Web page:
Neighbours call for lawsuit against Belco
An elderly couple has asked neighbours to join a class-action lawsuit against Bermuda’s power company over the “monstrosity” across the road.
Arthur and Sharon Riviere’s two-storey home on St John’s Road, Pembroke, their home since 1982, now looks on to the towering chimney and engine houses of Belco’s North Power Station.
The couple claimed representatives from the utility company had downplayed the scale of the development in a 2018 visit to their home at the bottom of Berkeley Hill. Mrs Riviere, 74, said: “The engineer showed me drawings and it showed the tower, but it didn’t show any of this monstrosity.”
Mrs Riviere added: “When I figured out what was happening, I started talking to everybody trying to figure out how to stop it.”
Ascendant Group, the parent company of Belco, were given permission to build the new power station in 2011 to help meet the island’s demand for electricity.
The Department of Planning admitted in a 2018 report that the development would have “potentially significant visual impact implications for the broader surrounding area”.
But planners said the buildings would be on an already industrial site which was “nationally critical”.
An Ascendant spokesman said: “While we are sympathetic to the neighbouring properties and have done, and will continue to do, all we can to mitigate their concerns, this project is essential to secure our energy future for the benefit of the entire country.”
Ms Riviere said the couple had “always had noise and vibrations” from the present power plant which had created cracks in their walls and ceilings.
But she said: “When I found out about the huge stack and power plant, I was shocked.
“I just never foresaw they would build anything like this in this community, right smack on the road. I can’t believe we have allowed this to happen.”
Ms Riviere said they had been given an estimate from a real estate agent that their home could be devalued by as much as 40 per cent as a result of the Belco construction. “That means it’s hitting my pocketbook and my inheritance to my children. We will launch a class-action law suit.”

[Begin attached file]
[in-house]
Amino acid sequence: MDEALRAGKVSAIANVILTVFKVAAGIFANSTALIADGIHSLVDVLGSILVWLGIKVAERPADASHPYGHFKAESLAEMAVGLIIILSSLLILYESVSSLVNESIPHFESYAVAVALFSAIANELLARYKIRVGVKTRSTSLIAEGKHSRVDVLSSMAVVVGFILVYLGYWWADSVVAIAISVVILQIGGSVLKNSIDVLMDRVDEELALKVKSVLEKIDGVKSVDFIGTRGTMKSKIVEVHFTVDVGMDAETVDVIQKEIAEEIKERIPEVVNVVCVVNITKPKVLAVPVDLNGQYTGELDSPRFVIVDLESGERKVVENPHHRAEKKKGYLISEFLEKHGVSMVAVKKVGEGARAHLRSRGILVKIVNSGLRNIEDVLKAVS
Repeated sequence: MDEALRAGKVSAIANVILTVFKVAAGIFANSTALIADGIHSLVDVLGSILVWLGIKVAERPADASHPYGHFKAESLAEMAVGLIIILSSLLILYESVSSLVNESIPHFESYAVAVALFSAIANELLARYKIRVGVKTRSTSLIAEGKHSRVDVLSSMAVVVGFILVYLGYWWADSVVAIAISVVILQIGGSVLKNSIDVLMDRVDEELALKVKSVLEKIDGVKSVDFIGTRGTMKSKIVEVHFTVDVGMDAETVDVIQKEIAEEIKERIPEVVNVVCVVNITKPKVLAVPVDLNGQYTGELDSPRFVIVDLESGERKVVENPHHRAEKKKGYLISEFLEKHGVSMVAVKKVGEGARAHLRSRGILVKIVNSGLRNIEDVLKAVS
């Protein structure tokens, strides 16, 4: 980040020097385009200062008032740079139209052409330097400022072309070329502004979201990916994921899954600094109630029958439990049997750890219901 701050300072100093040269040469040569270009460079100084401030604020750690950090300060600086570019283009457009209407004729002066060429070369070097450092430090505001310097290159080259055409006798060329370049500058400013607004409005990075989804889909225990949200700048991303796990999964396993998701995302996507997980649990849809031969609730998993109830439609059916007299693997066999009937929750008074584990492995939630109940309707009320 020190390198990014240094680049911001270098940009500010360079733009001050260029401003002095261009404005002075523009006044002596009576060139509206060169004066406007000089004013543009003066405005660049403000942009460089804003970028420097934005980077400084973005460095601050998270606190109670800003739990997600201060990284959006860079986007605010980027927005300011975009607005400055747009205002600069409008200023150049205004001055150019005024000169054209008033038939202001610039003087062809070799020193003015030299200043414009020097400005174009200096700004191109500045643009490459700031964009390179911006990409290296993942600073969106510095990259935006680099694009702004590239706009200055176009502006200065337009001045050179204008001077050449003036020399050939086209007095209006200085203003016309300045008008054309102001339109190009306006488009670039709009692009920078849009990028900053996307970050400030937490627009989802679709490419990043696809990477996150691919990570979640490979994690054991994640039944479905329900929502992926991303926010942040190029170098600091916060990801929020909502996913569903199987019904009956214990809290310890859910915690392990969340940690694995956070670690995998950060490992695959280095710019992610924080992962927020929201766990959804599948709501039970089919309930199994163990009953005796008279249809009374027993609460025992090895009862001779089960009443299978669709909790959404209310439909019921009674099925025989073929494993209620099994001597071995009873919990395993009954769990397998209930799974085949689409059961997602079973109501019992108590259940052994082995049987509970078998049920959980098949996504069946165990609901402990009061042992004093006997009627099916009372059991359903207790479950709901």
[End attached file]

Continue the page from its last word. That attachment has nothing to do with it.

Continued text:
She said: “I can’t knock it down, but I can get compensation.”
She said many of the homes nearby were rented and asked the property owners to join the suit by e-mailing the couple at email@example.com.
The Ascendant spokesman said the new power plant was in line with the Integrated Resource Plan, and the new generators represented “our commitment to building a foundation for the future”.
He said the North Power Station was still under construction and the site would be landscaped with native trees and bushes after it was completed.
He added: “Once the NPS has been commissioned, and subject to approval by the Regulatory Authority, several old engines will be decommissioned, which will result in a significant reduction in noise, vibrations and emissions associated with the plant.”
Mr Riviere, 79, retired last year as part-owner of Bull’s Head Car Wash and the business was put up for sale. The couple earlier owned the Wok Chinese Restaurant in Hamilton.
Dickinson: no bailout for retailers
End of the road for Longbird Bridge
Miles Outerbridge: 1933-2020
Dickinson pressed on immigration and debt
Pioneering Gil always looks ahead
At an economic crossroads
Paget Primary takes dose of health history
Liverpool legend Barnes to help guide youth
Hair salon with staying power is in the pink
Mobile app to compare food prices
Dickinson outlines Caroline Bay payout
Butler: make best of $1m Court Street boost
Man accused of drugs importation
Sobriety checks on motorists this weekend
Captive honours for island executives
Ayanna steps up to win top prize
Take Our Poll